How can we approach live online learning to ensure good practice?
With the advancement of technology the benefits of delivering some learning and marketing through webinars and live online learning have become clear over recent years. There are cost savings for organisations and individuals with regards travel, accommodation, facilities and time away from work. The impact of good live online learning, or so-called ‘virtual training’, can be around more impact on people’s day to day work, adopting a blended approach so that resources, not courses, become the way forward and that employees/customers/learners take more responsibility for their own development.
Some research into using online learning in the American school education system stated that “the issue is no longer whether or not online learning is or should occur, but rather how it is implemented." However there are still areas of resistance when it comes to moving any training into an online classroom, such as Cisco WebEx, Adobe Connect or many other options. This is despite research that this works: “Both students and tutors were positive about using … online tutoring, and … interactions were perceived as successful”. This is from a report that is seven years old, so it’s not new!
Way Turmel did some research about why people were not using the live online learning system already in the organisation, with the top two reasons being that it was “more trouble than it’s worth” and a fear of technology. This is backed up by a paper looking into factors affecting the use of learning technologies, which found that the “two key variables influencing intention to make use of a technology were perceived usefulness and perceived ease of use”, with an understanding that staff “who have high levels of self-efficacy with respect to the technologies in question may be more likely to accept their use in practice.”
This highlights that the issues are:
- Fear of technology and own skills
- Technology being difficult to use
- Technology not being a useful tool
Our own research at the Learning Performance Institute showed that “L&D professionals are not well-equipped ... to implement new learning media with confidence” – which is what needs to be tackled in the first instance. When teachers do get online and get over these hurdles, you can get positive responses even from people who are “not very competent with the computer” such as this comment from research examining knowledge with regards technology for online courses: “My experience with online teaching can be described as better than I thought. I always believed I would be much better in person than through the computer, but I have found that I can still have relationships with students in this manner.”
Overcoming these hurdles is paramount for when an organisation puts live online learning on the agenda, or perhaps webinars for knowledge distribution, marketing or sales, as commented in this recent paper about online learning: “If instructors are aware of the ease in which virtual classrooms can be set up and used, they may be more inclined to use this technology to carry out online instruction more effectively.”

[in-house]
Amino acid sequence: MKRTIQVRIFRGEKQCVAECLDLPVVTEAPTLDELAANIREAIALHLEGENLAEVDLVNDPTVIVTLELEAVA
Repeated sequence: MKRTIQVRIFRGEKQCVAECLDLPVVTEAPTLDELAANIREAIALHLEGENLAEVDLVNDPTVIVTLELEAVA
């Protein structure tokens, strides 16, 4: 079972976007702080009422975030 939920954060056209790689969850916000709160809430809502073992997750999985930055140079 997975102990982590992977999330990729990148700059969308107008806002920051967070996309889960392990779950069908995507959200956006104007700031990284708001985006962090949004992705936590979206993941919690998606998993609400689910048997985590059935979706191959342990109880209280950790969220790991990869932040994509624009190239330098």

Moving forwards we need to concentrate in these areas:
- Know what good is
- Get the skills
- Support and practice
Know What Good Is
The vast majority of people I speak to when delivering training about live online learning, either in the LPI courses online, or at conferences and meetings, have experienced poor webinars. When people have attended monotone lectures with no interaction and heavily bulleted slides in a webinar, there’s work to undo. Webinars, and therefore live online learning in general, can be exceedingly rich in visuals, audio, media, interaction, discussion, activities and relationships; if you know how to do it and blend it correctly with other things going on in your organisation.
Get The Skills
Sitting in the seat for one car journey next to a racing car driver does not make me an expert in that activity. Neither does attending one good webinar. As with all skills and behaviour change, a certain amount of knowledge and practice is needed in the right environment. This to me is about getting the right training, internally from subject matter experts doing it really well, or externally, with an organisation such as the LPI that ensure the qualified are at professional level standards. I’m not surprised any more by the number of attendees that start their live online learning qualification with the opinion that online training can’t do what they achieve in the classroom and finish hungry to get more of their interventions online and improve their offering face to face.
Support and Practice
This is the difference between me being a good driver and me striving to be an excellent racing driver… we need to practice our skills around technology and especially knowing the online classroom software in as much detail as possible. We need support from those more knowledgeable and experienced than ourselves, which could mean someone hosting our sessions at first to help us out, as well as needing to practice this new skill lots before we become comfortable and confident.
Certainly this has been my own experience, both personally, within organisations and consulting with them. Live online learning is here to stay, we just need to do it right!